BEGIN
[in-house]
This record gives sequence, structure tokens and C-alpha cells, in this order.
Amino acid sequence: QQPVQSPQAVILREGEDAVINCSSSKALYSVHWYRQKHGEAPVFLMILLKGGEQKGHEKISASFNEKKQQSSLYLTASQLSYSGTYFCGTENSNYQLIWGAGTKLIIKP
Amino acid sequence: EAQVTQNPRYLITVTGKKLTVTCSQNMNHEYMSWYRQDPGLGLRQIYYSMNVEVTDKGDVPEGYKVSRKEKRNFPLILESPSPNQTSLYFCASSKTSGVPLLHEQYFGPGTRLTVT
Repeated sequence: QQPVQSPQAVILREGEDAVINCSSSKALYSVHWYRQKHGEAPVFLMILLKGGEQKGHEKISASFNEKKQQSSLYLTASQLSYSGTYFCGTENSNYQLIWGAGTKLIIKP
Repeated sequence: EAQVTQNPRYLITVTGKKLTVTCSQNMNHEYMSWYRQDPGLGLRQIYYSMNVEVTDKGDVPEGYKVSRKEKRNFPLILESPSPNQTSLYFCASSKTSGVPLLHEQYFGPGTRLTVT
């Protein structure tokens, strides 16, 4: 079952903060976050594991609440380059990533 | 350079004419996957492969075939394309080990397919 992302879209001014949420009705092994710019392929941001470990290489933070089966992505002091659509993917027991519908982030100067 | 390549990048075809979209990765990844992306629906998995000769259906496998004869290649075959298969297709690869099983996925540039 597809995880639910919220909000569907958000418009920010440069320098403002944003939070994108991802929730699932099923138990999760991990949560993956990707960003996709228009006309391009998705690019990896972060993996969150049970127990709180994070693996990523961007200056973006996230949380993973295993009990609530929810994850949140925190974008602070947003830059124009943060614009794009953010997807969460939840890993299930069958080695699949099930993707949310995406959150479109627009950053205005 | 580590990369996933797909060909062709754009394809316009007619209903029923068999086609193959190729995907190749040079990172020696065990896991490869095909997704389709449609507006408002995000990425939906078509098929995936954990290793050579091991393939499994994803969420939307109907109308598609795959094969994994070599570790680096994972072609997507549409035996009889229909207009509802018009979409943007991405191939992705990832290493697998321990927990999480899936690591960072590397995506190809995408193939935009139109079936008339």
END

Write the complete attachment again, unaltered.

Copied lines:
[in-house]
This record gives sequence, structure tokens and C-alpha cells, in this order.
Amino acid sequence: QQPVQSPQAVILREGEDAVINCSSSKALYSVHWYRQKHGEAPVFLMILLKGGEQKGHEKISASFNEKKQQSSLYLTASQLSYSGTYFCGTENSNYQLIWGAGTKLIIKP
Amino acid sequence: EAQVTQNPRYLITVTGKKLTVTCSQNMNHEYMSWYRQDPGLGLRQIYYSMNVEVTDKGDVPEGYKVSRKEKRNFPLILESPSPNQTSLYFCASSKTSGVPLLHEQYFGPGTRLTVT
Repeated sequence: QQPVQSPQAVILREGEDAVINCSSSKALYSVHWYRQKHGEAPVFLMILLKGGEQKGHEKISASFNEKKQQSSLYLTASQLSYSGTYFCGTENSNYQLIWGAGTKLIIKP
Repeated sequence: EAQVTQNPRYLITVTGKKLTVTCSQNMNHEYMSWYRQDPGLGLRQIYYSMNVEVTDKGDVPEGYKVSRKEKRNFPLILESPSPNQTSLYFCASSKTSGVPLLHEQYFGPGTRLTVT
């Protein structure tokens, strides 16, 4: 079952903060976050594991609440380059990533 | 350079004419996957492969075939394309080990397919 992302879209001014949420009705092994710019392929941001470990290489933070089966992505002091659509993917027991519908982030100067 | 390549990048075809979209990765990844992306629906998995000769259906496998004869290649075959298969297709690869099983996925540039 597809995880639910919220909000569907958000418009920010440069320098403002944003939070994108991802929730699932099923138990999760991990949560993956990707960003996709228009006309391009998705690019990896972060993996969150049970127990709180994070693996990523961007200056973006996230949380993973295993009990609530929810994850949140925190974008602070947003830059124009943060614009794009953010997807969460939840890993299930069958080695699949099930993707949310995406959150479109627009950053205005 | 580590990369996933797909060909062709754009394809316009007619209903029923068999086609193959190729995907190749040079990172020696065990896991490869095909997704389709449609507006408002995000990425939906078509098929995936954990290793050579091991393939499994994803969420939307109907109308598609795959094969994994070599570790680096994972072609997507549409035996009889229909207009509802018009979409943007991405191939992705990832290493697998321990927990999480899936690591960072590397995506190809995408193939935009139109079936008339």